Avison Young’s Liverpool team to tackle homelessness in the city22 Nov 2019
We join Liverpool's Homlessness Business Charter to help make a difference to the lives of homeless people and rough sleepers across the region.
This led to our Liverpool office joining the Liverpool City Region (LCR) Homelessness Business Charter, which officially launched on 20 November. Those who have signed the pledge will be encouraging likeminded organisations to commit to making a difference to the lives of homeless people and rough sleepers across the region, by utilising the businesses’ individual resources through a targeted approach.
The aim is to recruit 200 businesses from across the LCR as Charter signatories by 2021.
Jennifer Mallon in our Liverpool team has volunteered to take on the role of office ambassador for the initiative, which will involve her receiving homelessness and rough sleeping awareness training from the experts at Crisis, as well as helping to raise awareness of the issues and solutions.
“Homelessness is something that we sadly witness on an all too frequent basis in our cities”, explains Stephen. “A recent conference I attended called ‘Homelessness & Rough Sleeping – Who Cares?’ was very moving, particularly with the heart breaking experience of one young man, Karl, who passionately retold of his struggles to escape living on the street over a period of many years and yearning to just be acknowledged as a human being.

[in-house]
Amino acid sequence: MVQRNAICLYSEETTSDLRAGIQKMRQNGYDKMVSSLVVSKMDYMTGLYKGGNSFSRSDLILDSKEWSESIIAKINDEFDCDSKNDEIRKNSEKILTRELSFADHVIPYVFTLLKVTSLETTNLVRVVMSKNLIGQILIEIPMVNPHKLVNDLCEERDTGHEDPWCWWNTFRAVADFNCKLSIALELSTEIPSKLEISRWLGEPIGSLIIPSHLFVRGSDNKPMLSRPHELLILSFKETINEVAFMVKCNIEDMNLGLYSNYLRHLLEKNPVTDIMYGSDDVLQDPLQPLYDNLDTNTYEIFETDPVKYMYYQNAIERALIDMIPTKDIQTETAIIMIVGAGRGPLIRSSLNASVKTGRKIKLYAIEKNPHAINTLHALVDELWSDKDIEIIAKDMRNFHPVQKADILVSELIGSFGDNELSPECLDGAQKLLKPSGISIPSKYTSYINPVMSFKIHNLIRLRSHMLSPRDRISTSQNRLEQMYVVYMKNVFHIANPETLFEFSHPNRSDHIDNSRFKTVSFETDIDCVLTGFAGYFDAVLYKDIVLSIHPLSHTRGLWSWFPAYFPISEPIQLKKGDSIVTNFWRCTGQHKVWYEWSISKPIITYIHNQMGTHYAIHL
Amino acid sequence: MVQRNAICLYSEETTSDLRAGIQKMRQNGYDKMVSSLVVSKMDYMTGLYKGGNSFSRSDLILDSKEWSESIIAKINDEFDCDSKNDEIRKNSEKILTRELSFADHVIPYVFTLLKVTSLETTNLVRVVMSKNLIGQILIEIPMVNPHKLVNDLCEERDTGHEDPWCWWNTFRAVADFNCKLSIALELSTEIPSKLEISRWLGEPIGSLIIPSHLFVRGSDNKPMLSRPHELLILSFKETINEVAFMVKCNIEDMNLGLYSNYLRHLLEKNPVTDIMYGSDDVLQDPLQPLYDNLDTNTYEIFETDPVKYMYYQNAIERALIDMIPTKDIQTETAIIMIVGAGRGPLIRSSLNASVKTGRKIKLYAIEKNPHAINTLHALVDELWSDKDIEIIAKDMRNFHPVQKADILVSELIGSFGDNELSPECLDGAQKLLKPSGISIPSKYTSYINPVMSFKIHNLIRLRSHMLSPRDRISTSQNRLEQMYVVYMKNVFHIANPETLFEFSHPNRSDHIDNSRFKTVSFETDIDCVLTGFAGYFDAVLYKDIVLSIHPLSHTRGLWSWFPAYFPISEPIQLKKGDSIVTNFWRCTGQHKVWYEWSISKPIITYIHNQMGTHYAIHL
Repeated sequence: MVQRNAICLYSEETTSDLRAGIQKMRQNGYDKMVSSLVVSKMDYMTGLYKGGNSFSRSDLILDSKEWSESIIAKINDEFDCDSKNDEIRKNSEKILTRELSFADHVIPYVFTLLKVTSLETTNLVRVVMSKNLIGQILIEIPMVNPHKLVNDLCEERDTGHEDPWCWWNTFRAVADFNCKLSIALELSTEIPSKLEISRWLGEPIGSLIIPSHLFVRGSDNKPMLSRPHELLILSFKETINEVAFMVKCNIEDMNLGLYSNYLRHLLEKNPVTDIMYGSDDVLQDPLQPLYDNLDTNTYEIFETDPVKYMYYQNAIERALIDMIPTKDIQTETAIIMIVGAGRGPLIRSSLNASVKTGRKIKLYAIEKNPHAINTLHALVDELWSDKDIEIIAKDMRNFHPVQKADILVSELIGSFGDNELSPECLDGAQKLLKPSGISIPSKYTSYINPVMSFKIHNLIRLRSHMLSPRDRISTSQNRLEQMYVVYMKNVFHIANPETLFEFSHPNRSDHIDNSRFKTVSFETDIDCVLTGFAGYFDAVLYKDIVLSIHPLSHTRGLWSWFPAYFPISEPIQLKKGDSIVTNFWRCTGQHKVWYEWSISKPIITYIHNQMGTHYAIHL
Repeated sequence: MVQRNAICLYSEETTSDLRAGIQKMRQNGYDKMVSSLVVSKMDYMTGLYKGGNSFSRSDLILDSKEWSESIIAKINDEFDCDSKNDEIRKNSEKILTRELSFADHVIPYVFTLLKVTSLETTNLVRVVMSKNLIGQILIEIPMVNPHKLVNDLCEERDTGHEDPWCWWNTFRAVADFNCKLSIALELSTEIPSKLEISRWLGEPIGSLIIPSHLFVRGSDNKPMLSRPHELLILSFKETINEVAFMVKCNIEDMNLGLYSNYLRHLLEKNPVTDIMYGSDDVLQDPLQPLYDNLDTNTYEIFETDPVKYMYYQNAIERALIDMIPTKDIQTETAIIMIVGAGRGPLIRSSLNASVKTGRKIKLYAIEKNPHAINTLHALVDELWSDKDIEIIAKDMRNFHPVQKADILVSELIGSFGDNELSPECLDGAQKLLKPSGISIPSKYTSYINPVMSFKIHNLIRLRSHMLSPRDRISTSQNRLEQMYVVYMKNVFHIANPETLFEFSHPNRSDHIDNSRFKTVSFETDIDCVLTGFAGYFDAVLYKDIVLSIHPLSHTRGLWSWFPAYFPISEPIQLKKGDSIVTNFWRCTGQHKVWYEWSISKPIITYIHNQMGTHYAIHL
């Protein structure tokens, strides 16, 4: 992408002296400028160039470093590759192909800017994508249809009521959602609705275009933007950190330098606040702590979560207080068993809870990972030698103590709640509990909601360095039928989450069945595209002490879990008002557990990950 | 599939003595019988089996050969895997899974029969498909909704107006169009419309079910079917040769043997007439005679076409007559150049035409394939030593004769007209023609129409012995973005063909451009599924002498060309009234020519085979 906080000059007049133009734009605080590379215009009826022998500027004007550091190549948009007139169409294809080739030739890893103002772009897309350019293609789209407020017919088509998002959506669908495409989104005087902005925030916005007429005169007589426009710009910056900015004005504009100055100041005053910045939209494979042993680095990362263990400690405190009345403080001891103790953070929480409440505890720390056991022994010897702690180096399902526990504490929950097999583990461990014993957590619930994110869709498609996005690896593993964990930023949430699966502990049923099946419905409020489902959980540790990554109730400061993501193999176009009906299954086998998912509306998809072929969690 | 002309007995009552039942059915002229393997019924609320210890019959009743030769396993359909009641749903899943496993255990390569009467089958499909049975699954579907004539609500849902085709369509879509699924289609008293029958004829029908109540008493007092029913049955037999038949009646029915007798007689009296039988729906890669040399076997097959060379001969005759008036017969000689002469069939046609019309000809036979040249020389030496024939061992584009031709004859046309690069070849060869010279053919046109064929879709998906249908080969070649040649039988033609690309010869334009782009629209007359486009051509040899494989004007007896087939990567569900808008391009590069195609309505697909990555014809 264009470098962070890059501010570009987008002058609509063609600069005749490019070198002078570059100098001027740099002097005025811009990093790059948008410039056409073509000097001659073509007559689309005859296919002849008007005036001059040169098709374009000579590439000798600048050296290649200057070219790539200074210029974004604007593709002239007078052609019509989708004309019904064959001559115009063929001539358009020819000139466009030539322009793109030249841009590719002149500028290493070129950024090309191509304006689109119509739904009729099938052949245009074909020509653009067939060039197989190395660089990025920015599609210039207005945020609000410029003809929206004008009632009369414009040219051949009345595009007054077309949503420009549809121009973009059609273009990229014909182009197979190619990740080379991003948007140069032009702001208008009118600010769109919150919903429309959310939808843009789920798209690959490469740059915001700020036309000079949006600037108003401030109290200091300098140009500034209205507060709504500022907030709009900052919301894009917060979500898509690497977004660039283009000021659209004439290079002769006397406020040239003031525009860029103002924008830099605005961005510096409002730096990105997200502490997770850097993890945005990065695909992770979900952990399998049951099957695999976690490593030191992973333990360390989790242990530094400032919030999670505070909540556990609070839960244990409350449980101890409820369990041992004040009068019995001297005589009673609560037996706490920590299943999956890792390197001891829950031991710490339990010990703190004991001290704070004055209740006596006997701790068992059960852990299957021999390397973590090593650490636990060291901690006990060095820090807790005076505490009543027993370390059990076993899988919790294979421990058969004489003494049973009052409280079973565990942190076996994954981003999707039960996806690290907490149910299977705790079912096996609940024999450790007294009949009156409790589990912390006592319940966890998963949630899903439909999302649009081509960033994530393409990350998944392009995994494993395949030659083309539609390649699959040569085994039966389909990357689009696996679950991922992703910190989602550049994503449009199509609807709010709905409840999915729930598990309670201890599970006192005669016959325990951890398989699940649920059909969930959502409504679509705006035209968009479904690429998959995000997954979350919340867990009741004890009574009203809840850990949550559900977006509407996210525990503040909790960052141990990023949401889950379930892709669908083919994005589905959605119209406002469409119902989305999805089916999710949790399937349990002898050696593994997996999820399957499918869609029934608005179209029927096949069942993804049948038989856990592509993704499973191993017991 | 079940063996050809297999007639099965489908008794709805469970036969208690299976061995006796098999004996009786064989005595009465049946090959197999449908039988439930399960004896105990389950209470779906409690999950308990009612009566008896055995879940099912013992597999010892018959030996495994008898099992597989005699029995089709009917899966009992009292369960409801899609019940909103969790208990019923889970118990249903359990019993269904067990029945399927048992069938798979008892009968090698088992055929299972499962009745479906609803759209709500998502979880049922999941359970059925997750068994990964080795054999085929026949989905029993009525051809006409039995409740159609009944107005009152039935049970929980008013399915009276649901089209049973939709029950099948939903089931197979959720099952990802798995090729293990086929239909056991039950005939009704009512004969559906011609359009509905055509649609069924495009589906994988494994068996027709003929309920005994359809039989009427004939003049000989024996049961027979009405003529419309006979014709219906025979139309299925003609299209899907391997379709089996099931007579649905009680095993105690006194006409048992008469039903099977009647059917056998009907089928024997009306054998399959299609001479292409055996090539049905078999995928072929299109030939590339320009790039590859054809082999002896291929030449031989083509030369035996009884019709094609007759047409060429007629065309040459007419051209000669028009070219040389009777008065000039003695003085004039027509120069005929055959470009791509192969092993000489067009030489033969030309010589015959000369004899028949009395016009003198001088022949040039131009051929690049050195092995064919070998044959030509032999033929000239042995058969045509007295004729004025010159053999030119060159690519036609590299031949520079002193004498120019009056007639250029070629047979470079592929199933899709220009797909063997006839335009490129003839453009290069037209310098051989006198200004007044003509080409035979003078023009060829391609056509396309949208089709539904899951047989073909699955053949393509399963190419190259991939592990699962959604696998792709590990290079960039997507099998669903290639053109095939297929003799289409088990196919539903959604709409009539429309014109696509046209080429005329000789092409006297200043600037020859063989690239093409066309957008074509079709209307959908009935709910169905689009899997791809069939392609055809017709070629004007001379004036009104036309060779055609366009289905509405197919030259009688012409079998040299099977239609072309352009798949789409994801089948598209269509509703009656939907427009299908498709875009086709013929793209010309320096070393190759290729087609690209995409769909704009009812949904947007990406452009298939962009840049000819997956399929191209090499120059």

Homelessness is such a complex issue with many misconceptions about it and what you can and should do. This moved me to join a number of business leaders to explore what can be done to make a difference. The Charter has been worked on over the last few months and we will be reaching out to our network of contacts to encourage them to sign up”.
Talking about her role as ambassador, Jen said: “I’ve always been passionate about helping the homeless and struggled to know what I can do to help. Being involved in the LCR Homelessness Business Charter will further my understanding and potentially help those in need. I’m delighted to be our office ambassador and looking forward to raising awareness throughout the business”.
About the issues
Official figures show that rough sleeping in England has increased for the seventh consecutive year, recording a 14% rise.
The biggest regional increase was in the north-west (39%) where rough sleeping has almost doubled over the past two years (Guardian, 2018). The average age of a rough sleeper at death was 44 years for men and 42 years for women (Guardian, 2018). The Community Foundation’s consultation found that despite an overwhelming desire from organisations to support public and voluntary agencies in ending homelessness, a lack of understanding about homelessness and its many causes, as well as conflicting information on how to help, acted as a barrier to effective action.